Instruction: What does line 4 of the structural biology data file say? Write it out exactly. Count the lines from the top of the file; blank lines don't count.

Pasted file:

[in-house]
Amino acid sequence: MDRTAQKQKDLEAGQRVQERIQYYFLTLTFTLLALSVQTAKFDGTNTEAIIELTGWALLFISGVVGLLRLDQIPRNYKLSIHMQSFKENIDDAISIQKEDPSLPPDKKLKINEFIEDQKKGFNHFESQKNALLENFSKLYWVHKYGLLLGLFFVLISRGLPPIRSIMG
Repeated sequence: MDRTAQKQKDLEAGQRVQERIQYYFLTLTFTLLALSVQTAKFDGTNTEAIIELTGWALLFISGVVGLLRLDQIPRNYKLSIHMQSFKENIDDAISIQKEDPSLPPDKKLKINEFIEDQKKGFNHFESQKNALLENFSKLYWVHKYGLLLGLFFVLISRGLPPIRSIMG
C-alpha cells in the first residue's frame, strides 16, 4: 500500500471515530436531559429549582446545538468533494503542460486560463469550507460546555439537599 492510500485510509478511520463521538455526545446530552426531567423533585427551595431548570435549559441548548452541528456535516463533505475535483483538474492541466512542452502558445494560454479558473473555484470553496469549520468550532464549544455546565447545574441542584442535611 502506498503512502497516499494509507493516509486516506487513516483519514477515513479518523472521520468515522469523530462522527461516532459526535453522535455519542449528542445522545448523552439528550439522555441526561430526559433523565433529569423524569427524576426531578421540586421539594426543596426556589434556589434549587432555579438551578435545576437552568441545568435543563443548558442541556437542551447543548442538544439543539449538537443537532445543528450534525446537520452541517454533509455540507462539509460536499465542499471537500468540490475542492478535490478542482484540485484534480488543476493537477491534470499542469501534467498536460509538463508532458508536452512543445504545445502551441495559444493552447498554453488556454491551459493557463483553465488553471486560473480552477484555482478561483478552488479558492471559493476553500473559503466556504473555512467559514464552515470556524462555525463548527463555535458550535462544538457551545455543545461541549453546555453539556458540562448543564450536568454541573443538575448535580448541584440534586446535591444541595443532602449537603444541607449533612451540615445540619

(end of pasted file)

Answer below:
C-alpha cells in the first residue's frame, strides 16, 4: 500500500471515530436531559429549582446545538468533494503542460486560463469550507460546555439537599 492510500485510509478511520463521538455526545446530552426531567423533585427551595431548570435549559441548548452541528456535516463533505475535483483538474492541466512542452502558445494560454479558473473555484470553496469549520468550532464549544455546565447545574441542584442535611 502506498503512502497516499494509507493516509486516506487513516483519514477515513479518523472521520468515522469523530462522527461516532459526535453522535455519542449528542445522545448523552439528550439522555441526561430526559433523565433529569423524569427524576426531578421540586421539594426543596426556589434556589434549587432555579438551578435545576437552568441545568435543563443548558442541556437542551447543548442538544439543539449538537443537532445543528450534525446537520452541517454533509455540507462539509460536499465542499471537500468540490475542492478535490478542482484540485484534480488543476493537477491534470499542469501534467498536460509538463508532458508536452512543445504545445502551441495559444493552447498554453488556454491551459493557463483553465488553471486560473480552477484555482478561483478552488479558492471559493476553500473559503466556504473555512467559514464552515470556524462555525463548527463555535458550535462544538457551545455543545461541549453546555453539556458540562448543564450536568454541573443538575448535580448541584440534586446535591444541595443532602449537603444541607449533612451540615445540619